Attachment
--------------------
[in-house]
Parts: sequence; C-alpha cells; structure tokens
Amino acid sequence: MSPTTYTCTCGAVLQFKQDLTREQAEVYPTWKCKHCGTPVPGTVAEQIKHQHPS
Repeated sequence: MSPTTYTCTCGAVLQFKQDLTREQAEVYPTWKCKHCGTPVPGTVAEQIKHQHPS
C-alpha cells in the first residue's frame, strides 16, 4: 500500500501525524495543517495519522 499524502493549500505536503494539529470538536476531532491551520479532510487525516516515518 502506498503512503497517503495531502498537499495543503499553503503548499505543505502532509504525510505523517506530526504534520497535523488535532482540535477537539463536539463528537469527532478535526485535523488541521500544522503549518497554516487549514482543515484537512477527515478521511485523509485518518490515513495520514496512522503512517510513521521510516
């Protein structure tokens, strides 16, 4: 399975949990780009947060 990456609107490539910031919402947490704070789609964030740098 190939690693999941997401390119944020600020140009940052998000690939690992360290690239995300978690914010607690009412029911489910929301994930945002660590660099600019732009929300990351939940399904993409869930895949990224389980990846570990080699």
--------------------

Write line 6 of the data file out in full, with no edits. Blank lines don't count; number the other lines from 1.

């Protein structure tokens, strides 16, 4: 399975949990780009947060 990456609107490539910031919402947490704070789609964030740098 190939690693999941997401390119944020600020140009940052998000690939690992360290690239995300978690914010607690009412029911489910929301994930945002660590660099600019732009929300990351939940399904993409869930895949990224389980990846570990080699």